Although the rule no longer exists, Freeman explained, “the Supreme Court granted review [of the D.C. Circuit Court of Appeals’ decision] and said he would hear the case, “perhaps to use it” as an opportunity to send a message to the Environmental Protection Agency not to go out on her skis with the next regulation.

Even as the Biden administration struggles to craft its own rule to regulate the electricity sector, it finds itself in the unique position of having to go to court to defend the Trump-era approach — “a complicated legal situation”, as she called it.

Congressional inaction and limits on executive power

Step back for a moment from the details of Biden’s approach, Freeman asked rhetorically, “Why is the president using his executive power, with executive agencies like the EPA, to put in place a climate plan?” The answer, she said, is that “Congress has largely failed to take an approach to climate change.” The recently passed trillion-dollar infrastructure bill, she said, could have included a system of clean energy grants that would have given money to the electricity sector if it was reducing greenhouse gas emissions year after year – and would penalize it if it didn’t, “but it never got passed by Congress.” And although Congress has allocated funds to support electric vehicles and charging infrastructure, a step she called “very positive”, there has been no major legislation to reduce greenhouse gas emissions. greenhouse effect.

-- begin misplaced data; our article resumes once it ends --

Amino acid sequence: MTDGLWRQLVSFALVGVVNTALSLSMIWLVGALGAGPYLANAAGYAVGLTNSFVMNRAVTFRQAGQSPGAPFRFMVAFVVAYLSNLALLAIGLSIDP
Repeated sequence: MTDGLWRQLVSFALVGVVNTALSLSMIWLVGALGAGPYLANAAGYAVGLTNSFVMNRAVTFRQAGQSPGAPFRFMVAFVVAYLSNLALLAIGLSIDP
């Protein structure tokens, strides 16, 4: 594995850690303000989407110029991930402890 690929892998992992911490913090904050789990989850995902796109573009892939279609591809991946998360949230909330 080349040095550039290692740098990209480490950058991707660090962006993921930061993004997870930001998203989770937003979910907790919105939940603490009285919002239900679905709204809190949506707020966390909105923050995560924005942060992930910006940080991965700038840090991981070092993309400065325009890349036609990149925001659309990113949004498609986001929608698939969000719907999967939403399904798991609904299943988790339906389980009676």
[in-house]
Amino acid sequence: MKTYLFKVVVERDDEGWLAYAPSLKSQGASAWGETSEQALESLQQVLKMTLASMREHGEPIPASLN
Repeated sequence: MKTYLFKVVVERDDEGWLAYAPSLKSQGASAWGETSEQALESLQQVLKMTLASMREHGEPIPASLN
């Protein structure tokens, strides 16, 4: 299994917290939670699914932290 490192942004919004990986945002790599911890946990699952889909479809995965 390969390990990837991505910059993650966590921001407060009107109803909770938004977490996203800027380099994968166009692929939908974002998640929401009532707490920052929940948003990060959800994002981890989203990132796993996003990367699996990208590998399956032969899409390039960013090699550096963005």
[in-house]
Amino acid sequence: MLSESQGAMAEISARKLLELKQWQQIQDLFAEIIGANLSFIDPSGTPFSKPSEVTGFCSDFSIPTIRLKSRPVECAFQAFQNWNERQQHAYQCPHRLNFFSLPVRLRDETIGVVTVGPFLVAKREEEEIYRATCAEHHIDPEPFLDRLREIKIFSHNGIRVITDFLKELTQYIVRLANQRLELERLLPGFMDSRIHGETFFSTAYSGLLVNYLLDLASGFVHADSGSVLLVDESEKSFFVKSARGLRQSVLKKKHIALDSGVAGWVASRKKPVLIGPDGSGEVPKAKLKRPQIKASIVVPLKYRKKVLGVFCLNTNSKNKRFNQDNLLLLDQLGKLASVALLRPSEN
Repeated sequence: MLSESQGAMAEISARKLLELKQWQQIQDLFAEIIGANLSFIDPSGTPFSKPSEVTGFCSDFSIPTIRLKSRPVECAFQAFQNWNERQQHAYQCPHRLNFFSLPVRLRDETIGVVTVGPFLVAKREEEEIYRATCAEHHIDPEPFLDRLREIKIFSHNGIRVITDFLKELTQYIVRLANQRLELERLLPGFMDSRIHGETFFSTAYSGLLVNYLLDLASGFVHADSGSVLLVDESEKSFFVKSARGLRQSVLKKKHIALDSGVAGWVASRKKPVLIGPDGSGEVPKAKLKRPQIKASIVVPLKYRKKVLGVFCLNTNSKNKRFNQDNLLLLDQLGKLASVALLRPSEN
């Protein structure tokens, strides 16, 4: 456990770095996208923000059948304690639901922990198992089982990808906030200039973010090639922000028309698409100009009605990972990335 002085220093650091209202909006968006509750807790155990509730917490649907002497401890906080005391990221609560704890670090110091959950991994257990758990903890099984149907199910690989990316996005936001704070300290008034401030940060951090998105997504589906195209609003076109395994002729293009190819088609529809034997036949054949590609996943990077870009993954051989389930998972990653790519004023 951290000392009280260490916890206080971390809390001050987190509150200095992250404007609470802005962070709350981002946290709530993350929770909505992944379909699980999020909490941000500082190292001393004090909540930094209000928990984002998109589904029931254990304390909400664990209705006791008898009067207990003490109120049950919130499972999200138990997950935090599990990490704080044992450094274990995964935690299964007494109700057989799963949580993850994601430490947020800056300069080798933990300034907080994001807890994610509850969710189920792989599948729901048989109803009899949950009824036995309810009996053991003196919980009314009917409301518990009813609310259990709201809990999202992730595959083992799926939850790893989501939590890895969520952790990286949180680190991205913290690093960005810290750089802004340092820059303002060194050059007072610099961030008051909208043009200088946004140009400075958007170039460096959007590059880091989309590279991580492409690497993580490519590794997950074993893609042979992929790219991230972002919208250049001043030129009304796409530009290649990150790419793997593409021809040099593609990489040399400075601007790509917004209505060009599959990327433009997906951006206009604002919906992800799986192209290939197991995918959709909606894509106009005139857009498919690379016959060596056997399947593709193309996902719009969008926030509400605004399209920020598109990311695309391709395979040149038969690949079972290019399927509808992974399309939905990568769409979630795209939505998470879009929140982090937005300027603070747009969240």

Since “Congress does not make climate policy,” the President uses executive power, through “laws in effect…to make as much progress as possible.” At the Glasgow Climate Meeting last November, the annual conference of the parties to the Paris Agreement, the administration pledged to achieve “a 50-52% reduction in net greenhouse gas emissions”. greenhouse on the scale of the American economy by 2030, which is a very important commitment”. . Delivery that,” Freeman noted, “now depends on those major regulations” governing transportation, oil and gas production, and power generation.